There was also two personalities of Max’s. In the daytime, it was a nice restaurant with monied clients. One story is about a lunch customer that happens to enter Max’s at night. The next day she returns and asks Mickey if he had any idea what went on in this place at night. Night brought out the artists, poets, and musicians and with them came the drugs, drunken debauchery, and wild times. There were times of chaos. The reader will feel this chaos as the story moves from storyteller to storyteller. The reader will almost feel like he or she is in the backroom amongst the mayhem and celebrity.

Artist’s would trade their work for credit which kept many of them fed. Musicians got their first taste of New York there. Bruce Springsteen played there with Bob Marley opening. Aerosmith’s first New York show was at Max’s. Deborah Harry waitressed there. The Rolling Stones, David Bowie, and Led Zeppelin visited Max’s. Iggy Pop and Lou Reed were regulars. Max’s was the starting place for many and the hangout for the famous. Yvonne Sewall-Ruskin has put together a piece of music and art history in what feels like a living record. Rather than just documenting she allows the survivors to reenact the history in their own words with little narration. A great history told in a unique way.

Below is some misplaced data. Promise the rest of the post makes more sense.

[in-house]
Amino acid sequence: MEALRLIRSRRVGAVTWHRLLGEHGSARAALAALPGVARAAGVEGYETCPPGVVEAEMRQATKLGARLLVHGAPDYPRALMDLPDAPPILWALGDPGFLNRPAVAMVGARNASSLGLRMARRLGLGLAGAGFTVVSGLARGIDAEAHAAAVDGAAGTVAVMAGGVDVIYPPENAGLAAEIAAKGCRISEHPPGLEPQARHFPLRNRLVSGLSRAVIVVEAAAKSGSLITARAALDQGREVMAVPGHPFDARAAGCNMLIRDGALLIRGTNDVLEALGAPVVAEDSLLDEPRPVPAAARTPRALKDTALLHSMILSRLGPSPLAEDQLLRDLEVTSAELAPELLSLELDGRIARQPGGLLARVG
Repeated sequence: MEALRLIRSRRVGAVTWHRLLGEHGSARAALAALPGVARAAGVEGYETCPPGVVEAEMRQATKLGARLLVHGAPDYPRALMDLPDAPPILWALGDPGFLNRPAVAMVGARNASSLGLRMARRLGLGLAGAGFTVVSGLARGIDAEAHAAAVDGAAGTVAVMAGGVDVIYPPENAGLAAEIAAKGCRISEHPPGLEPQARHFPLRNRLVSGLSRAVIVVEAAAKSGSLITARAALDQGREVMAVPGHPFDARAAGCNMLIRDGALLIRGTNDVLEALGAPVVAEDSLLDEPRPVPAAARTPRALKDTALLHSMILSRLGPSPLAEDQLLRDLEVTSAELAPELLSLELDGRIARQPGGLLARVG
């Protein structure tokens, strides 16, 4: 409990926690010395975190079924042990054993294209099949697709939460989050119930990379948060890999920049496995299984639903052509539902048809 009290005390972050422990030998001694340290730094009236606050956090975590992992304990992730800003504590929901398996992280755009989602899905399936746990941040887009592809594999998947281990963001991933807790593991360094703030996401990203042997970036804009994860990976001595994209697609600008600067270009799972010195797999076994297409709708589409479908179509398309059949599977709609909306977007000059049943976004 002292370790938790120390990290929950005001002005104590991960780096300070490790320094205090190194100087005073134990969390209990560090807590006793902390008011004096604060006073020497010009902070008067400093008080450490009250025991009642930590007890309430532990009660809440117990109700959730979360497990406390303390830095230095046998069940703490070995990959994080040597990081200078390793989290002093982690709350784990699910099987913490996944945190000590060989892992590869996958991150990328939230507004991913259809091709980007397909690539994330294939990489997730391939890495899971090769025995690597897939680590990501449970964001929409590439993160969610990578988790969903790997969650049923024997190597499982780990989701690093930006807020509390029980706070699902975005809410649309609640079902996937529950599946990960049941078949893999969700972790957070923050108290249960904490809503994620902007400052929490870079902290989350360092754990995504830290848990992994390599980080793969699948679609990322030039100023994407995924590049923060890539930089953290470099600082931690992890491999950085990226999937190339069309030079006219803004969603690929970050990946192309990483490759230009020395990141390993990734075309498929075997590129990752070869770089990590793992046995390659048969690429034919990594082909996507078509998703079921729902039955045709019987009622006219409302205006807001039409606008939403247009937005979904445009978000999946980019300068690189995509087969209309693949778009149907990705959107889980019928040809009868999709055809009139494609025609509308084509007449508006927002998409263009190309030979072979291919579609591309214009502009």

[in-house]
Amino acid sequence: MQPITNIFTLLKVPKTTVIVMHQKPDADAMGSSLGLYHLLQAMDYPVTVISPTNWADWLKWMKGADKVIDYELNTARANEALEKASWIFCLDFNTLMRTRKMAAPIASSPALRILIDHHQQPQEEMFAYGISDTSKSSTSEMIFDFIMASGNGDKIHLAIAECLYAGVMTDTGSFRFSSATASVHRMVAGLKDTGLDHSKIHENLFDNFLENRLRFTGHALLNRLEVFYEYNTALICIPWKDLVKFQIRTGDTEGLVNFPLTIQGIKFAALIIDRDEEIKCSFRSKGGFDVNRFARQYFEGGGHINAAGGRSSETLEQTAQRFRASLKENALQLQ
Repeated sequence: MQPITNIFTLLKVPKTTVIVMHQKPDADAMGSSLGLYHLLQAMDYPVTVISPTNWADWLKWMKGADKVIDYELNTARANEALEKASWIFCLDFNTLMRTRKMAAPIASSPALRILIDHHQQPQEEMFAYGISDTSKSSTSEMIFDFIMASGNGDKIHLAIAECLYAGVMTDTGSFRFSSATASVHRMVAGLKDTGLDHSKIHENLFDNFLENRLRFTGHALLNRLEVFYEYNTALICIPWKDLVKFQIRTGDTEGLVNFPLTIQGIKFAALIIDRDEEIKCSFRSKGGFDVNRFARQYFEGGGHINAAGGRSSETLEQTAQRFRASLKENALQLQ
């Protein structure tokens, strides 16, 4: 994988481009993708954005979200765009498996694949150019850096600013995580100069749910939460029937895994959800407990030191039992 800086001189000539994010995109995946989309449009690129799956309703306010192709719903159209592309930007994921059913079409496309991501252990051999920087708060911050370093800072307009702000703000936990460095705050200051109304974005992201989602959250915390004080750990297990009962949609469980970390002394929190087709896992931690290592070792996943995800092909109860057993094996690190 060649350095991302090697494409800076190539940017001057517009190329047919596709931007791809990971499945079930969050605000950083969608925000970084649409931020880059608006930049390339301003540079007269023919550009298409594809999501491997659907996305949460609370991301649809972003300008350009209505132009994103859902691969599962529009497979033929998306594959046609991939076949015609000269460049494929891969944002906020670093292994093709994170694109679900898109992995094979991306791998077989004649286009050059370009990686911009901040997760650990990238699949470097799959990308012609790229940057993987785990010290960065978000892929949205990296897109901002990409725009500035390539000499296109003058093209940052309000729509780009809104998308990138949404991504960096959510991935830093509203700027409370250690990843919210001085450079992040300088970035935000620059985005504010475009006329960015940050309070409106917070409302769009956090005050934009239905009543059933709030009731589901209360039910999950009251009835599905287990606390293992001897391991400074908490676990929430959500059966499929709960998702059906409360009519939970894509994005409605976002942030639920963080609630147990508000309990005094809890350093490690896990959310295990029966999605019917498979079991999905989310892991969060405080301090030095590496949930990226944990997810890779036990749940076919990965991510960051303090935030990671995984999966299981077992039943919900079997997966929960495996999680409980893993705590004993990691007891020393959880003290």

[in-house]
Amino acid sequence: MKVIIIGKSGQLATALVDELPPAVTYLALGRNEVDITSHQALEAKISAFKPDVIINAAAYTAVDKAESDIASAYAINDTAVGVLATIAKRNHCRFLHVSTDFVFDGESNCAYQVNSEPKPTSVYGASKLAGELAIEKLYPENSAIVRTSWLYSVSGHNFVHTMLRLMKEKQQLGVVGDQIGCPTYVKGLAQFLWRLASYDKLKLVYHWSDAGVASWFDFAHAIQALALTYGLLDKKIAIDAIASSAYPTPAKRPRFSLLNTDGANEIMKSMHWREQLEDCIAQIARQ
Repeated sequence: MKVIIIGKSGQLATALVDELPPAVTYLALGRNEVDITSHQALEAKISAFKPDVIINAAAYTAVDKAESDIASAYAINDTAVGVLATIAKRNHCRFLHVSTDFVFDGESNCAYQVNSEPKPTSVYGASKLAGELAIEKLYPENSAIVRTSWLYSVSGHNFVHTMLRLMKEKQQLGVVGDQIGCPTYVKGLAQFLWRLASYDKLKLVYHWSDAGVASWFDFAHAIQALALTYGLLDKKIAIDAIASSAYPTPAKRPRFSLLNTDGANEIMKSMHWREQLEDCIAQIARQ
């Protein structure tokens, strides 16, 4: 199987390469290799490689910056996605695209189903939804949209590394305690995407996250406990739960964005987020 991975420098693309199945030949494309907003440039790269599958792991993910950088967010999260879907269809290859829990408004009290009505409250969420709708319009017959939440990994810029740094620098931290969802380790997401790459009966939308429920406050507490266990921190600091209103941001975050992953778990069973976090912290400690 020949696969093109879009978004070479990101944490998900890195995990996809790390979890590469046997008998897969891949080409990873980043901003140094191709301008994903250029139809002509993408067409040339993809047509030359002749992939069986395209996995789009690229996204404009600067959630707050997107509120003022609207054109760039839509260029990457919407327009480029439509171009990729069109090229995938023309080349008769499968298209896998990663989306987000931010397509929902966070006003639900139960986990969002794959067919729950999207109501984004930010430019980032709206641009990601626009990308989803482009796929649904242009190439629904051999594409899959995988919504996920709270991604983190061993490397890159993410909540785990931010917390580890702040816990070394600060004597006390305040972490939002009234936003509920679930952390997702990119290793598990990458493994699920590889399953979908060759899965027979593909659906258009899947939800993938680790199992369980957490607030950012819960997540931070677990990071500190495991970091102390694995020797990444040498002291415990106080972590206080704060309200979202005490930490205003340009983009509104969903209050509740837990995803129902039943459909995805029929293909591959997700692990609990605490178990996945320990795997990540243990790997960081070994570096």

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Book Review — Enver Hoxha: The Iron Fist of Albania

Enver Hoxha by Blendi Fevziu

Enver Hoxha: The Iron Fist of Albania by Blendi Fevziu, edited by Robert Elsie, and translated by Majlinda Nishku is perhaps the first English-language biography of the Albanian dictator. Fevziu is an Albanian journalist, writer, and host of the TV talk show Opinion. He graduated in literature and Albanian language at the University of Tirana in 1991 and in 1989, he was part of the staff of the Student newspaper of the University. In December 1990 and February 1991 he was an active participant in the students’ movement that brought the change of regime in Albania. On 5 January 1991, he was the co-founder of the “RD” (Democratic Renaissance) newspaper, the first free newspaper after almost 70 years of independent media blackout in Albania.